Hoima Authorties Create Buffer Zone To Separate Cultivators from Cattle Keepers

1369 Views Hoima, Uganda

In short
Mwesigye who is overseeing the work says the buffer zone was erected following the traditional zones that separated the two communities to avoid conflict.

Hoima district authorities have created a buffer zone in Kigorobya Sub County to ease conflicts between pastoralists and farmers in the area.


 
The area, which is situated near Lake Albert, has been a hotbed of constant clashes between pastoral and farming communities, leading to bloodshed and property destruction. The farmers always accuse the pastoralists of letting animals to destroy their crop gardens, while the pastoralists blame the cultivators for encroaching on their grazing land.
 

Ambrose Mwesigye, the Hoima Deputy Resident District Commissioner says the conflict in the area has been giving authorities headache until recently when a stakeholders' meeting was convened to agree on a lasting solution.
 
He says it was agreed that a buffer zone be created separating the two communities. Work to erect the buffer zone started on Wednesday, with community members erecting a barbed wire barrier, spanning the villages of Kapapi 1 and 2 in Kapaapi parish and Runga in Kibiro parish.

Mwesigye who is overseeing the work says the buffer zone was erected following the traditional zones that separated the two communities to avoid conflict. Mwesigye says anyone who crosses either side of the buffer zone will be held liable.

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In August last year, clashes broke out in Lenju village in Bwikya parish Kigorobya Sub County pitting the Bahima pastoralists against Alur cultivators. More than 20 huts were burnt, two people injured and four cows killed.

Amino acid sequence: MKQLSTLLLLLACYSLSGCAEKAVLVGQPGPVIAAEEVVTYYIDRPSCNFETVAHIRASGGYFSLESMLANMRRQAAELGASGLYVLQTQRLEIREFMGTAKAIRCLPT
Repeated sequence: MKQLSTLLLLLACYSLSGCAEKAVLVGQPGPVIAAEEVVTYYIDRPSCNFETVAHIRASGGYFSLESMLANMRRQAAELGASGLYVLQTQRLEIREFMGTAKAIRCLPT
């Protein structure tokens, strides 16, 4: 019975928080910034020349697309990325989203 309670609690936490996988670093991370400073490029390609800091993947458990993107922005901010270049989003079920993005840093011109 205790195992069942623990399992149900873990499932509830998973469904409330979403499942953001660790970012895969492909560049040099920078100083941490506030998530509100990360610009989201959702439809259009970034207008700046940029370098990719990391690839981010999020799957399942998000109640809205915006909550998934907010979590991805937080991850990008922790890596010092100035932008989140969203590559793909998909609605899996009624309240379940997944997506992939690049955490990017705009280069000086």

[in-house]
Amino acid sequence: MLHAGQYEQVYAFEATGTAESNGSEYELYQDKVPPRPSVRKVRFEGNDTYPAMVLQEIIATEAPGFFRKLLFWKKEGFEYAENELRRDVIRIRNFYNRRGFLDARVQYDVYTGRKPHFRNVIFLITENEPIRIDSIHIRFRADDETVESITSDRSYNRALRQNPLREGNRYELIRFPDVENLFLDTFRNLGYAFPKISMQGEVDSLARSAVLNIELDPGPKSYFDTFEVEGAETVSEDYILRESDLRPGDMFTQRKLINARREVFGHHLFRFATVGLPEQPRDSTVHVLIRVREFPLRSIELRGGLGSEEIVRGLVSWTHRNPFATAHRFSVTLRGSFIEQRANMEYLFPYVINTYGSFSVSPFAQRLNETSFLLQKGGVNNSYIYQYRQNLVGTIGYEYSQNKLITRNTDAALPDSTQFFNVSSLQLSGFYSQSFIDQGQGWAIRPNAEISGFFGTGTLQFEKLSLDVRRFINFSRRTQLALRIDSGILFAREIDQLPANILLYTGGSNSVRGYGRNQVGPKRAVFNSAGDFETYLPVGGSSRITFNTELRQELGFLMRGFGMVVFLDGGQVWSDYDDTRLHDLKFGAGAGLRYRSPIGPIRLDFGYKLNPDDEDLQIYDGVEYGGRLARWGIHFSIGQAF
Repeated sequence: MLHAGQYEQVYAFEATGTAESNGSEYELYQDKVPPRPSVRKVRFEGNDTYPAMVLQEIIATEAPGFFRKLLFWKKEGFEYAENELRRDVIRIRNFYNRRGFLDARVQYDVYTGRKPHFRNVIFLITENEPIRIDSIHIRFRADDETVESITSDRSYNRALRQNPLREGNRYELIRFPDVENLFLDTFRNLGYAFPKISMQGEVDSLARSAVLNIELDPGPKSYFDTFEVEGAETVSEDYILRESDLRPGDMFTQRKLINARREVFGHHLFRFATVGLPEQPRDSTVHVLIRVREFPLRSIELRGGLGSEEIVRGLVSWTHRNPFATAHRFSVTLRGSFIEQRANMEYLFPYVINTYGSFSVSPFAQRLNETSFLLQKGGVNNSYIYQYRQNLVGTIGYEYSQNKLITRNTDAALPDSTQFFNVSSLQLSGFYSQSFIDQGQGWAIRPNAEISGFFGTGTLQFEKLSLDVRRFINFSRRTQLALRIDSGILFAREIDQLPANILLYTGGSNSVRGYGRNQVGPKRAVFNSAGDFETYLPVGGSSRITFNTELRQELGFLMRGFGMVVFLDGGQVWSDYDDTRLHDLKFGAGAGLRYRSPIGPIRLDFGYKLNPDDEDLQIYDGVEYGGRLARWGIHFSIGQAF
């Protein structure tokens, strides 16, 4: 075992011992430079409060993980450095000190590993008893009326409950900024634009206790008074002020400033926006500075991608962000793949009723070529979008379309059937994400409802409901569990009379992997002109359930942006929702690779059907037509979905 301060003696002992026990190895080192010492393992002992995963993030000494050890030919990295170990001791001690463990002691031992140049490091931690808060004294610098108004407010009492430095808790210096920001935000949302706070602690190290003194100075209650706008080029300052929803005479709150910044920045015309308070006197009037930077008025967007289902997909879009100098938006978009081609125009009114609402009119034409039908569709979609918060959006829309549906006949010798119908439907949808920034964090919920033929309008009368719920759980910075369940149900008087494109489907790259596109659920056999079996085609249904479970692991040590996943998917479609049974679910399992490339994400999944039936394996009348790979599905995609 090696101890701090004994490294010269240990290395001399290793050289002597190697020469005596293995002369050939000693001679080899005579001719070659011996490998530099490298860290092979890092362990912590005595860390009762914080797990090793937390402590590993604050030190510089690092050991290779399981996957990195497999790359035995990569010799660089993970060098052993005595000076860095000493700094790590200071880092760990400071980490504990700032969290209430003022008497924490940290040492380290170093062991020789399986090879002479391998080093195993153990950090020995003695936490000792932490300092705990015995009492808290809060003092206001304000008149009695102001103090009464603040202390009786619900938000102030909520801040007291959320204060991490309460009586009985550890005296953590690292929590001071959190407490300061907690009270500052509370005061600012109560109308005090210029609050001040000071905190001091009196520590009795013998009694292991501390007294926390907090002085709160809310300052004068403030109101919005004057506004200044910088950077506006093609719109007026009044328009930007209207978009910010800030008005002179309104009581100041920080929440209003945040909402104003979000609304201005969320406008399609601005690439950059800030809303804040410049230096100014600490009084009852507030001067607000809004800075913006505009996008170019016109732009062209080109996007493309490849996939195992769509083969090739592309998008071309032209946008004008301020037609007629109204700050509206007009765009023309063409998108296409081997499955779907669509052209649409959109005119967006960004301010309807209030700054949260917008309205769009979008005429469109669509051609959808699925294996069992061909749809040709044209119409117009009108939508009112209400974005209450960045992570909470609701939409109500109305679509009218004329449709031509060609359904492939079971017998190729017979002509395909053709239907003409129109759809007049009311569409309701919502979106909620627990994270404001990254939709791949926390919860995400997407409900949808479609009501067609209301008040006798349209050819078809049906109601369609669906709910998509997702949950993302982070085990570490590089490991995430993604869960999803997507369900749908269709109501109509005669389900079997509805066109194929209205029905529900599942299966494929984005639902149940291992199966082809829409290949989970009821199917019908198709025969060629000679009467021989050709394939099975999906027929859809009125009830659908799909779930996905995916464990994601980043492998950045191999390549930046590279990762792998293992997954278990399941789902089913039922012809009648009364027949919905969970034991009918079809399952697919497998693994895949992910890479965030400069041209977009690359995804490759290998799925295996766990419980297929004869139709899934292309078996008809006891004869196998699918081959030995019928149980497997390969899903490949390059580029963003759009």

Similar clashes have occurred in the previous years. For the last two weeks, tension has been simmering in the area following an attack on a pastoralists' child by suspected Alur cultivators. Local leaders have always blamed the land conflicts on the failure by the two immigrant communities to respect the traditional zones. 

James Mugenyi Mulindambura, the Kigorobya Sub County LC V councilor says the indigenous Bagungu had split the area into fishing, grazing and farming zones. He says the Lake Albert area was a fishing zone, while the upper side of the escarpment was gazzated into grazing and farmland.
 
 
Mulindambura who is a native Mugungu says these zones were so much respected adding that none one would get into another's zone anyhow.

He says when the Alur and Bahima immigrants came in around 1998, they disregarded these zones. Mulindambura says re-zoning the area is a step in the right direction and urges community members to respect the buffer zone.